Publicity done right in an anti-rape campaign: double-page spread, pages glued to one another. After the reader forcefully separates them, the image above is revealed with the caption “if you have to use force, it’s rape”.
THIS IS BRILLIANT
Project for my Social Psych class last semester. This poster series was created to 1) challenge these internalized stereotypes by bringing them to the viewer’s attention and 2) expand the range of role models by including a diverse group of women. Each poster follows the same basic pattern: a woman who has demonstrated her competency in a particular area refutes the stereotype that appears above her in the form of “Girls can’t …”. While the posters target girls ranging from children to young adults, I expect the message would also cause people outside that demographic to question their own beliefs about women and power. I designed each aspect of the posters with several principles of social psychology in mind:
Men want us to kiss them with beards, suck their dicks and kiss their balls with pubes, hug them with hairy arm pits, intwine our legs with hairy thighs, but if women have one hair on our body that isn’t on our head it’s disgusting
A very strong message from the latest comic in the Oh Joy Sex Toy series.
This is only an edit I made from the original comic - the art and the concept all belong to the awesome Erika Moen whose tumblr you can find here
reblogging this again because this is SO important.
Also, if you ever consensually receive a dirty snapchat, never ever screenshot it. NEVER EVER. There is a reason that person sent you a snapchat and not a picture message.
This photo always cheers me up a bit. It’s a front-page article from 1952 about Christine Jorgensen, one of the first women to have gender-affirming surgery.
Since the text is a bit small and I couldn’t find a larger copy, here’s what the small blurb says:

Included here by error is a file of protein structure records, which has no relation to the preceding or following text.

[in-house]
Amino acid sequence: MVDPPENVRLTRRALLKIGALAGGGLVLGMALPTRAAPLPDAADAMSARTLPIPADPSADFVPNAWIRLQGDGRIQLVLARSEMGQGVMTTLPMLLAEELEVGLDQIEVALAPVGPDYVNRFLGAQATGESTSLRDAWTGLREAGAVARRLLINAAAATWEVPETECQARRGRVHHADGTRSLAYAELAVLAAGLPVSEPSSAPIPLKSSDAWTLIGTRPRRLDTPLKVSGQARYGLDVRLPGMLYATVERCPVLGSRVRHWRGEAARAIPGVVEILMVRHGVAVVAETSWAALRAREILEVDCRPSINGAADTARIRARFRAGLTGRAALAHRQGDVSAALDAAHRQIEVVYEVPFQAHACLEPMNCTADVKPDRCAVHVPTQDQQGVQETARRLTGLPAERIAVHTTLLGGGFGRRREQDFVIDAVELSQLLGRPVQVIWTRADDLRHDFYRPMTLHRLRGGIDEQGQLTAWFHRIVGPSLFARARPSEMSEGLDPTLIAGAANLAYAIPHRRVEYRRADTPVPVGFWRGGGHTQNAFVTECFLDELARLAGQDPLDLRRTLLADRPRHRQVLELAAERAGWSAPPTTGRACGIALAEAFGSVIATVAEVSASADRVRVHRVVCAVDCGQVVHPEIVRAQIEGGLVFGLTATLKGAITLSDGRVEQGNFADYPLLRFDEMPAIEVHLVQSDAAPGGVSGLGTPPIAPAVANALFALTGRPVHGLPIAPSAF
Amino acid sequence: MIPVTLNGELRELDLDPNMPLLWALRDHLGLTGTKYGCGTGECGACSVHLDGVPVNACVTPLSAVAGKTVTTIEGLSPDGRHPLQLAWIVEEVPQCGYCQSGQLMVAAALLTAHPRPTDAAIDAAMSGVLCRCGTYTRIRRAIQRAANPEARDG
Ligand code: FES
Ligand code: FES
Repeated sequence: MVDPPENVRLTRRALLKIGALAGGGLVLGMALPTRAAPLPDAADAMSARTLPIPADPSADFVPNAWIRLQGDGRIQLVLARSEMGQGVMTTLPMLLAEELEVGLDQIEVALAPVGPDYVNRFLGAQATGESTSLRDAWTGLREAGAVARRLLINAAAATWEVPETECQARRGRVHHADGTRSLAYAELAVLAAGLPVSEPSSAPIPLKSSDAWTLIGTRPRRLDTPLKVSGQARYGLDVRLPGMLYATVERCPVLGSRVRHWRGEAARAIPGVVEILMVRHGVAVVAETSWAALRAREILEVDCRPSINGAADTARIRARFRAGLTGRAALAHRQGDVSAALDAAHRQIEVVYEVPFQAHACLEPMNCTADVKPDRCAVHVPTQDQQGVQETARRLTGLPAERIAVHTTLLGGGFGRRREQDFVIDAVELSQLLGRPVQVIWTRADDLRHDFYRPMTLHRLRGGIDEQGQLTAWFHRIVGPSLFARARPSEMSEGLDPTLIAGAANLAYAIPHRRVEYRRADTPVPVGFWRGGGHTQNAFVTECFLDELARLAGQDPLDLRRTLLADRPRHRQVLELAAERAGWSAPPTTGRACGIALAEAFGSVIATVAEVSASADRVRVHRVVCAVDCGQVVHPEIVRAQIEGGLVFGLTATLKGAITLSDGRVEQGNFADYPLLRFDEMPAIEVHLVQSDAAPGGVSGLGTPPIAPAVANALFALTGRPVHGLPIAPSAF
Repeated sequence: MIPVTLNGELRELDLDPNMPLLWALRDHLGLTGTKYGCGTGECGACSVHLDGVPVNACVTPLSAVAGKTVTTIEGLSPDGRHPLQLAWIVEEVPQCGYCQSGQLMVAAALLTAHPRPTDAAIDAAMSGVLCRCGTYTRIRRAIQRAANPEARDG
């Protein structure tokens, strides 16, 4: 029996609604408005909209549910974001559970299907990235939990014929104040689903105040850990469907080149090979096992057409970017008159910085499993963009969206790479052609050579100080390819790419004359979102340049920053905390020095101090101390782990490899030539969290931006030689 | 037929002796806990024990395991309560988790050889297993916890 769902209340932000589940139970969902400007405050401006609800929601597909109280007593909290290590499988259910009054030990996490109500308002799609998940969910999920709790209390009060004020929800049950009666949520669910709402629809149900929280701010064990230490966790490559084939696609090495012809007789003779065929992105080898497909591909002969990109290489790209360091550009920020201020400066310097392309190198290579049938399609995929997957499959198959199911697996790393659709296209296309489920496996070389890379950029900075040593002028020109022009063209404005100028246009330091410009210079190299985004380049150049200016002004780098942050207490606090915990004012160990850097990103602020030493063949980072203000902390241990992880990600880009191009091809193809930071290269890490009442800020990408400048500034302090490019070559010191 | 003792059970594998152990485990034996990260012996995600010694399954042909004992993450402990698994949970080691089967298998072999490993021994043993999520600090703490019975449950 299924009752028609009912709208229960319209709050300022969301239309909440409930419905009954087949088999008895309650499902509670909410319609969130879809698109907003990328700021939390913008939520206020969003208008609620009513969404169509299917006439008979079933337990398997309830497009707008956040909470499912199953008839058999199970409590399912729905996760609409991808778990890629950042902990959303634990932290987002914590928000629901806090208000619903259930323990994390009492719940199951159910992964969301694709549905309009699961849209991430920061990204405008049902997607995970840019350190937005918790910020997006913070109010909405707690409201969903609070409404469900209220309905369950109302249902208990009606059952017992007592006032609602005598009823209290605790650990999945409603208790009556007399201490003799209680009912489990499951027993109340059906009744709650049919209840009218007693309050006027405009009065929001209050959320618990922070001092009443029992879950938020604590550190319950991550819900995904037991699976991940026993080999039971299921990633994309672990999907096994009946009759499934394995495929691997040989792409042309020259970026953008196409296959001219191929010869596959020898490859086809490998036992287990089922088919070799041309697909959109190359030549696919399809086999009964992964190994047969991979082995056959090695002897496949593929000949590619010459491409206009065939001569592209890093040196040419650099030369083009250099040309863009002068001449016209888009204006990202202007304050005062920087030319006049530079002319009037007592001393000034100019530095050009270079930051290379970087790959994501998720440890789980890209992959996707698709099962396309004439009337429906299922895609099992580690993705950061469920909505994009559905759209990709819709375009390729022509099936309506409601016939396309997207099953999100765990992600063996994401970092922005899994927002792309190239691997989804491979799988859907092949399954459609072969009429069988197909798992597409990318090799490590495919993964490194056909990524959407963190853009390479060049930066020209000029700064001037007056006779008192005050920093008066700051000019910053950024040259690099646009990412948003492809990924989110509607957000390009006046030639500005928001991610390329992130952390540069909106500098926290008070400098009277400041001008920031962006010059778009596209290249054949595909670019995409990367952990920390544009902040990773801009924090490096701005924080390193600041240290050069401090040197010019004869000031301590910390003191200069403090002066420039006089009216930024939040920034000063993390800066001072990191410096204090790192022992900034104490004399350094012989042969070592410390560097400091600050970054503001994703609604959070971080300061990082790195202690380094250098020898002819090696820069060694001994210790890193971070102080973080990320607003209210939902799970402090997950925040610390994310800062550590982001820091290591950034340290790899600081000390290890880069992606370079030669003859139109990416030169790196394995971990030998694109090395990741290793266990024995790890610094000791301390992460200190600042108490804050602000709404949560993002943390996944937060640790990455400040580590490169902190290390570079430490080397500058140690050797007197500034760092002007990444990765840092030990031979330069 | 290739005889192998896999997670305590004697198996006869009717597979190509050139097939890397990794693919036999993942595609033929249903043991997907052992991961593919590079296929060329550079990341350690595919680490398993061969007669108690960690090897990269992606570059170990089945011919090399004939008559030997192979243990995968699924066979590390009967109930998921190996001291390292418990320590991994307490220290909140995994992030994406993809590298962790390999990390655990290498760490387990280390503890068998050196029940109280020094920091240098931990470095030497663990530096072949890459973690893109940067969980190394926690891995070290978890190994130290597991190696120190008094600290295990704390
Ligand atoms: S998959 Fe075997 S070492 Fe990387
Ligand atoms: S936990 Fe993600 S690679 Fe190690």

A World of a Difference
George W. Jorgensen, Jr., son of a Bronx carpenter, served in the Army for two years and was given honorable discharge in 1946. Now George is no more. After six operations, Jorgensen’s sex has been changed and today she is a striking woman, working as a photographer in Denmark. Parents were informed of the big change in a letter Christine (that’s her new name) sent to them recently.
This article is 61 years old, and it’s more respectful of Christine’s pronoun choices and name than some publications are today. While there are still some phrasing inaccuracies in this article, it makes me happy to see a newspaper be respectful of a trans person’s choice of name and pronouns like that
women grow hair on their boobs and their butts and their legs and their arms and their stomachs and their face and really anywhere their genetics decides to have hair and it is perfectly normal what isnt normal is men who have never touched a razor trying to shame women for not looking like a hairless baby
More people are concerned with why women stay in abusive relationships than why men are abusing women
Just to get this straight, in this double page spread there are:
- Fat women
- Of different races
- Who are unedited (note the stomach and the rolls)
- And are being praised for being the weight they are (and eating what they want)
- While they are all being quotes talking about being healthy at any weight
I mean, this still isn’t perfect, but this is pretty damned impressive for a mainstream tabloid.